The forward surge of London shows no sign of slowing. Knight Frank estimates that in Central London, supply (selling instructions) are down 21% on last year, while demand (applicants registering with them) are up 43%.
Properties in areas such as Mayfair, Eaton Square, and High Street Kensington can cost L5 million to L15 million. A small 3-bedroom Chelsea house might now fetch L2 million, a largish Notting Hill Gate house, L5 million. At the top of the market, a 6 sq. m. hallway €15,000 per sq. m. is common.
For the truly rich, some of the eye-watering prices being paid in London and nearby are not that significant in the larger scheme of things when you compare them with the cost of a yacht (or a Picasso), notes Charlie Ellingworth of HSBC Private Bank. Paying €3500 per square foot for an exceptional property, which has happened a few times this year, needs to be seen in this context. These are not people who depend on a (rear-view mirror) bank valuation to buy what they want.
While London yields are generally unenticing, there are strangely high yields for very expensive, very small properties in central London's most exclusive areas (see UK Yields Table).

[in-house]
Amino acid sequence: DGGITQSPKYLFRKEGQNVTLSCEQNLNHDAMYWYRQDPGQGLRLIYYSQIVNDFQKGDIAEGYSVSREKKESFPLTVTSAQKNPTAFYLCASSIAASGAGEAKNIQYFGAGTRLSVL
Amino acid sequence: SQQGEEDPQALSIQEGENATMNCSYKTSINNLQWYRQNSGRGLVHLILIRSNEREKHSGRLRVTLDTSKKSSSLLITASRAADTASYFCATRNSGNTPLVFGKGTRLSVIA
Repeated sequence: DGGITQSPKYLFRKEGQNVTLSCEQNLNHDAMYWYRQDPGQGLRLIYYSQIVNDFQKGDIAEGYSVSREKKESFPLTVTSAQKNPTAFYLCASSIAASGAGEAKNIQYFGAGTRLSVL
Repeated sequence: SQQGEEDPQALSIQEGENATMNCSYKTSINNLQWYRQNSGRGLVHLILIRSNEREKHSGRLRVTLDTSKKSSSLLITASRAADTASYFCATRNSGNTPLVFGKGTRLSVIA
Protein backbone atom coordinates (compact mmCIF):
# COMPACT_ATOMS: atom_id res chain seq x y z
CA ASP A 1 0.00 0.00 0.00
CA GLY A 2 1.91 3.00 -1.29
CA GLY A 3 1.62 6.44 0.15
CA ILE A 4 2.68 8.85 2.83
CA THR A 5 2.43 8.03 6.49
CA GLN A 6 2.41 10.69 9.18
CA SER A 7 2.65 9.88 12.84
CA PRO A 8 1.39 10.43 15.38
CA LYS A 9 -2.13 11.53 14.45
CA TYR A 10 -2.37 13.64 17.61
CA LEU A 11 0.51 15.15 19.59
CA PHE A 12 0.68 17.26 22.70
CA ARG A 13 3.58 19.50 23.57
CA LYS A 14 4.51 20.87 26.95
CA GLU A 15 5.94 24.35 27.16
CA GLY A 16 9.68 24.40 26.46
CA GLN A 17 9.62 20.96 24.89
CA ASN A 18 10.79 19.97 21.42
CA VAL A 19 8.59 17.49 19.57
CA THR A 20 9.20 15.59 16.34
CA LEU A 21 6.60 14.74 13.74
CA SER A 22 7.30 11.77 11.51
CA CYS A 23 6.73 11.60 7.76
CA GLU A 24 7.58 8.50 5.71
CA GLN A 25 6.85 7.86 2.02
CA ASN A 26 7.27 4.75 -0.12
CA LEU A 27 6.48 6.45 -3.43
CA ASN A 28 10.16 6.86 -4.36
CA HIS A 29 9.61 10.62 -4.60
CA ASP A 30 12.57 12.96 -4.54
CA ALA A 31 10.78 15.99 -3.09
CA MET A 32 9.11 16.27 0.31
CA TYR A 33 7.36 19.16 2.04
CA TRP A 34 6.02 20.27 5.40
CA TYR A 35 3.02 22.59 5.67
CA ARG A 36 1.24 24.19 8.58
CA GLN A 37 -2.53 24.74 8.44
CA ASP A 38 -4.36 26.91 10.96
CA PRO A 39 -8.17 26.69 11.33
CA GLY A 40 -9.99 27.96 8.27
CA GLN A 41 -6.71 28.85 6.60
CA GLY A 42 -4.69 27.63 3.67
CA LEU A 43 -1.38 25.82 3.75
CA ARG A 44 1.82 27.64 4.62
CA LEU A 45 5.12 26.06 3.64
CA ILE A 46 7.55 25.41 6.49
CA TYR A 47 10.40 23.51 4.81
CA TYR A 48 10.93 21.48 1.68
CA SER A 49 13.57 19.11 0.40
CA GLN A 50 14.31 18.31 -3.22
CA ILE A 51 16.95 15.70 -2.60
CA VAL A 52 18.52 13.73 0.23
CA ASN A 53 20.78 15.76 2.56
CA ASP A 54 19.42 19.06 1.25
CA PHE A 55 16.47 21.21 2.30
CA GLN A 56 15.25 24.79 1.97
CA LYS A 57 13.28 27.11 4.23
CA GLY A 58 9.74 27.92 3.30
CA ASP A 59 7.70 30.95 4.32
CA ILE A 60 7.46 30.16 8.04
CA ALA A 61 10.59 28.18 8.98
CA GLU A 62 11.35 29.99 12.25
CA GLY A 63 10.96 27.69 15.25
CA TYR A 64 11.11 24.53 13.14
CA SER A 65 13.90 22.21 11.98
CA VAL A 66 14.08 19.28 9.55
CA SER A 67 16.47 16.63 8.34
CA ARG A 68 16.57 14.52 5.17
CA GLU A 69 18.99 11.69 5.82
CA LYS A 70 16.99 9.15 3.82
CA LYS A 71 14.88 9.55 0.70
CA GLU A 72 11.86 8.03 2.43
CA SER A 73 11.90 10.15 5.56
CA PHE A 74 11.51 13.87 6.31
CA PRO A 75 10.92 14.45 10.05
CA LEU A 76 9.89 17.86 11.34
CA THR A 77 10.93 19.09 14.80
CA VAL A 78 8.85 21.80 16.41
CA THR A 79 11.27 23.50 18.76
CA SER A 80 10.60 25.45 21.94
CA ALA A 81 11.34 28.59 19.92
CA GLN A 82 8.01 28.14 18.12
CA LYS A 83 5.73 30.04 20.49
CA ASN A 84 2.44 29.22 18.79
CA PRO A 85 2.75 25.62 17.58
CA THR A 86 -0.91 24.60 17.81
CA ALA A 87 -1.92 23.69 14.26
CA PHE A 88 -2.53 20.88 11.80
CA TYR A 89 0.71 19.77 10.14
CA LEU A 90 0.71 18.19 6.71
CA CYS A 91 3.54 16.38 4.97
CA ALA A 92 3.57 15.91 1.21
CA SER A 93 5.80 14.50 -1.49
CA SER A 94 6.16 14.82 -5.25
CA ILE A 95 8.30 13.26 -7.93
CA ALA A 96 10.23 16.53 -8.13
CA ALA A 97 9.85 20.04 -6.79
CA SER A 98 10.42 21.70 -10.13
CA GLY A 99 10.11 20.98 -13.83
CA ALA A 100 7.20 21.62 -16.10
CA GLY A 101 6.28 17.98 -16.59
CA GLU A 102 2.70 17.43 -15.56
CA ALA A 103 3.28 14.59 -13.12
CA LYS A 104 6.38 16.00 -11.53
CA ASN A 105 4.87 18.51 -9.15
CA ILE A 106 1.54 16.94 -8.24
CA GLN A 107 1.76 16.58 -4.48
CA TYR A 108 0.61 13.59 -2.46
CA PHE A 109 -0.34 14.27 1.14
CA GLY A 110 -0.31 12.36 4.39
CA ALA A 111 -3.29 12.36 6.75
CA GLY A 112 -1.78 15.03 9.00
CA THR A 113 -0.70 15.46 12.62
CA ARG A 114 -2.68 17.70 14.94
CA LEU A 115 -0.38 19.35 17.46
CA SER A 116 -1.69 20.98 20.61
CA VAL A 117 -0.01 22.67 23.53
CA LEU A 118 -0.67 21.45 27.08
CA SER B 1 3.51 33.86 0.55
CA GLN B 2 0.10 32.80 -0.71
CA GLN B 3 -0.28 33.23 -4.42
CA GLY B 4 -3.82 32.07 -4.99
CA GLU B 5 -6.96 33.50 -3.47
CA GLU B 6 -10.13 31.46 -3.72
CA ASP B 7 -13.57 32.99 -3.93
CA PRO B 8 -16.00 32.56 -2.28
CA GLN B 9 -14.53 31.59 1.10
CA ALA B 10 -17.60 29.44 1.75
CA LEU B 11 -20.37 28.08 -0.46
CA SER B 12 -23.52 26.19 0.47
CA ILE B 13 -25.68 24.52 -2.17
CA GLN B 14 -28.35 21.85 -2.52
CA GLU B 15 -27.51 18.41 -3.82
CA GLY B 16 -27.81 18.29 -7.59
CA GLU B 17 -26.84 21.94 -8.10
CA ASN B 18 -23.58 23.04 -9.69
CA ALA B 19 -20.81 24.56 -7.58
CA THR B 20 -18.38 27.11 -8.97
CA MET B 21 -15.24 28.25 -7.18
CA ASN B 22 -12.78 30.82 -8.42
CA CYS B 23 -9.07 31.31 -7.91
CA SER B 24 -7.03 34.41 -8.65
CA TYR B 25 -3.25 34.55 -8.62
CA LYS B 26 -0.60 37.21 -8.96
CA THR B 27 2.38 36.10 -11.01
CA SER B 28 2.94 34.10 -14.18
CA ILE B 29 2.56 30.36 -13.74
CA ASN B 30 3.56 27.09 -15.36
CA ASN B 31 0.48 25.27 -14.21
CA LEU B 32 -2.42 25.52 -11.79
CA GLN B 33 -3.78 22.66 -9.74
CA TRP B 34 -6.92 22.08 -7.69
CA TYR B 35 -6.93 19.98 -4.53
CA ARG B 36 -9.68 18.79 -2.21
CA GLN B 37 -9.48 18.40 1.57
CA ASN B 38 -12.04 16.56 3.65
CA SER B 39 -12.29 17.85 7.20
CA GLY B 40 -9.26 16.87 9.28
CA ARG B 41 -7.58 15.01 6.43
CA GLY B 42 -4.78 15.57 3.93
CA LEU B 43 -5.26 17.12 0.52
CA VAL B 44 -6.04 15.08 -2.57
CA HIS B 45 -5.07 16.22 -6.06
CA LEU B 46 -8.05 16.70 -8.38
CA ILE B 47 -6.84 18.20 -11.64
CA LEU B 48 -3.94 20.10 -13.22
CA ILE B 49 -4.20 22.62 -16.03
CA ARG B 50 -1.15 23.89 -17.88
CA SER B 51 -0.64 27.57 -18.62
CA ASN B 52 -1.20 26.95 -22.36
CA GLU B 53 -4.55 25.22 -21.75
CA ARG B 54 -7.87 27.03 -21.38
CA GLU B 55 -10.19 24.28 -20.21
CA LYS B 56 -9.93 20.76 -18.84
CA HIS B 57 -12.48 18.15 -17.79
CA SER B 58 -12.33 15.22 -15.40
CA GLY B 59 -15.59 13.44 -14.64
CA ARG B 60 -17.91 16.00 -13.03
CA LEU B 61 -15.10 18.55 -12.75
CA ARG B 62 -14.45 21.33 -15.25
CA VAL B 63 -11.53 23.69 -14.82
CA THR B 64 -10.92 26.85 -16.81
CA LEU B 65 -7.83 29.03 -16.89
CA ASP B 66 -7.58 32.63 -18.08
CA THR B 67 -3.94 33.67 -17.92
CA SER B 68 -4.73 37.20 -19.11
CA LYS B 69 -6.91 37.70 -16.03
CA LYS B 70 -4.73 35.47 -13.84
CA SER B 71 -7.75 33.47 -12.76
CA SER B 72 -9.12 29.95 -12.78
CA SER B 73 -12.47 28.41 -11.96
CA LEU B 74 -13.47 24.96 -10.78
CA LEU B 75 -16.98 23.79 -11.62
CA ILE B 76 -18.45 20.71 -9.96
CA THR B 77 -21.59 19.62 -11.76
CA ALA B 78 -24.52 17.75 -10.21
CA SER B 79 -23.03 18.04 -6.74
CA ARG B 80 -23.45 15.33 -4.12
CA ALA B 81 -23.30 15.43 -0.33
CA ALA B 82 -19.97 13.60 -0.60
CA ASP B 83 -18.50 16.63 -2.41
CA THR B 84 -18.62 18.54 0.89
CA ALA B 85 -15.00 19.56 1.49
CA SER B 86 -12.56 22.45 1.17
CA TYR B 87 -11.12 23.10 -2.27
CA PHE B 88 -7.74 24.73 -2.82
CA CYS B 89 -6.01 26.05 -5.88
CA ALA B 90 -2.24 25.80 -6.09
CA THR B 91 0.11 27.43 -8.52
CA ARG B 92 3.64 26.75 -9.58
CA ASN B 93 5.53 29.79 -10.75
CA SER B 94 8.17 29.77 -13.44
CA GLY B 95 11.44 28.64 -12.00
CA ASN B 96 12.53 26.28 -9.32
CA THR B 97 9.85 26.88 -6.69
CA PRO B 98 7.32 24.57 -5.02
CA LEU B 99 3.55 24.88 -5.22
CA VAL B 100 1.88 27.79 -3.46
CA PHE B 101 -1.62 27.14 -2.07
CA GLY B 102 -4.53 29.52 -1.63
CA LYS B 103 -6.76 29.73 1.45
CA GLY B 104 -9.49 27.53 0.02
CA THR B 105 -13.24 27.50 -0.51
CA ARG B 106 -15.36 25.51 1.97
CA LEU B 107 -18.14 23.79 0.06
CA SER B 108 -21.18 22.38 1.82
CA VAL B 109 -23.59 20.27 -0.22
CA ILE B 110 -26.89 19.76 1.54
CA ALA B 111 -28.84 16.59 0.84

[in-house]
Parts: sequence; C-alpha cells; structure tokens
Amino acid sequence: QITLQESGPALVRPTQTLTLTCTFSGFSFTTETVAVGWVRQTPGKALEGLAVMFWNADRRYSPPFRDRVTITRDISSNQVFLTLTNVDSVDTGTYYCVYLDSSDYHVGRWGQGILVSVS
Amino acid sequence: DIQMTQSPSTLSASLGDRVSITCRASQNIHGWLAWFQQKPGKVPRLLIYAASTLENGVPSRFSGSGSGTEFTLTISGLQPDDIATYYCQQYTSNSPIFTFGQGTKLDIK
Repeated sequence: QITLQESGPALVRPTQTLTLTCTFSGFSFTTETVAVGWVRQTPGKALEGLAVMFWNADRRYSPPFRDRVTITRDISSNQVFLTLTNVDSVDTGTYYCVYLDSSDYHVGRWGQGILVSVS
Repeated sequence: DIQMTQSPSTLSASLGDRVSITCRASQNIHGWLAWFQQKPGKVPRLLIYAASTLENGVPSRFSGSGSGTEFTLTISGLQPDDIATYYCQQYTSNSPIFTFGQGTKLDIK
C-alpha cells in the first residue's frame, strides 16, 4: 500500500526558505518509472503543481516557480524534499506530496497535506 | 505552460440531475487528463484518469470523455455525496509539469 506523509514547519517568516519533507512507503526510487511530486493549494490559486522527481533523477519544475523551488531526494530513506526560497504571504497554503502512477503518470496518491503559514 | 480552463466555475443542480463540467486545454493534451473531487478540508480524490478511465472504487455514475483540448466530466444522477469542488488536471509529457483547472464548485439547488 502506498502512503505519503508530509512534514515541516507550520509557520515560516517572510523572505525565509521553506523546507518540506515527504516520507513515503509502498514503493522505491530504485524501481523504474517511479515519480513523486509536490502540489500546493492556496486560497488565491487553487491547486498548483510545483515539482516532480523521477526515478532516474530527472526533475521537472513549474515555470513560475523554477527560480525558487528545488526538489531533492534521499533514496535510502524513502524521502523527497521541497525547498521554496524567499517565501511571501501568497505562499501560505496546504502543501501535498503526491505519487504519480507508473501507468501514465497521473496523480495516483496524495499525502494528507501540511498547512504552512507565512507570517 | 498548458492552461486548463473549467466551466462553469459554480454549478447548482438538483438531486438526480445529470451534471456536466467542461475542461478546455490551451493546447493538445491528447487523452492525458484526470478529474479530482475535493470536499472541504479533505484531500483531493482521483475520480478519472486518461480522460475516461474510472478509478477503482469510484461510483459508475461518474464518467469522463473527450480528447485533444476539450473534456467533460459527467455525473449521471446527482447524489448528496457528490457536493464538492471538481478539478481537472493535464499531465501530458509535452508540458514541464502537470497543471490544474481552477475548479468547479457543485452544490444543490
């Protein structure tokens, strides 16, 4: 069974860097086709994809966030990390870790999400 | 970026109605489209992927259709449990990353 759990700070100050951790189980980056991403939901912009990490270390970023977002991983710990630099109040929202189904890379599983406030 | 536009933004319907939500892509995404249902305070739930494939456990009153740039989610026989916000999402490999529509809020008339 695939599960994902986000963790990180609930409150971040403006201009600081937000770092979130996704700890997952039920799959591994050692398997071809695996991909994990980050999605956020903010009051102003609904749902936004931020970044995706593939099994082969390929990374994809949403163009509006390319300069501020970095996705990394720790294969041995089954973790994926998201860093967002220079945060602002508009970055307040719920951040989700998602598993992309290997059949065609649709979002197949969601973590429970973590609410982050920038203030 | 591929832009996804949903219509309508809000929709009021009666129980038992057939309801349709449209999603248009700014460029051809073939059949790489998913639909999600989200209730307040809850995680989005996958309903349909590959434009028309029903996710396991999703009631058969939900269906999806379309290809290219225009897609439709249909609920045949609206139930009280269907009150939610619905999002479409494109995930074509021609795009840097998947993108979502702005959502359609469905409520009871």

WHICH EUROPEAN COUNTRIES ARE THE MOST EXPENSIVE
|COUNTRY||M2 PRICE CITY CENTRE||GDP PER CAPITA||RENTAL YIELD|
Monaco is another very special case, a very small and crowded city-state which specializes in attracting the rich. In Russia prices are also eye-popping, obviously being pushed up by the still-limited of quality housing.
What to make of all this? If you follow the strategy of buying for a combination of yield and capital gains, London does not attract (except at the very top of the market).
High yields in Amsterdam, and Paris, too
Amsterdam and Paris don't seem overvalued. Yields in those two capitals are very good at 8.25% (at least for part of the yields range). However, these countries are highly taxed.
Further down the table, there is a capital whose housing seems arguably undervalued. Brussels in Belgium. Belgium's per capita GDP is at much the same level as that of the UK. Yet property in Brussels is a fraction of the cost. Average sq. m. costs are €1,983, in contrast to London's €27,400, and Amsterdam and Paris' €6,667.
What explains Brussels' undervaluation? Brussels' yields are healthy at around 7.5%. Income and other taxes can be burdensome in Belgium, but capital gains tax on property held more than eight years is zero. The law is quite pro-tenant, but not severely so. Yet these considerations are all as nothing compared with the fundamental factor which in our view explains Brussels' undervaluation: round-trip transaction costs in Belgium are extraordinarily high at 29.6% - 39.10%. It takes courage to invest with such costs.
In conclusion, the investment choices in Europe are clear. It's a choice between high risk/high return, or low risk/low return:
- Buy in Eastern Europe and you'll get ownership risks, but compensated for by high yields, high GDP growth, and much lower transaction and tax costs
- Western Buy in Europe and you'll face lower ownership risks, but earn generally lower yields, in much lower GDP growth economies, with higher costs and much higher taxes
The choice is yours.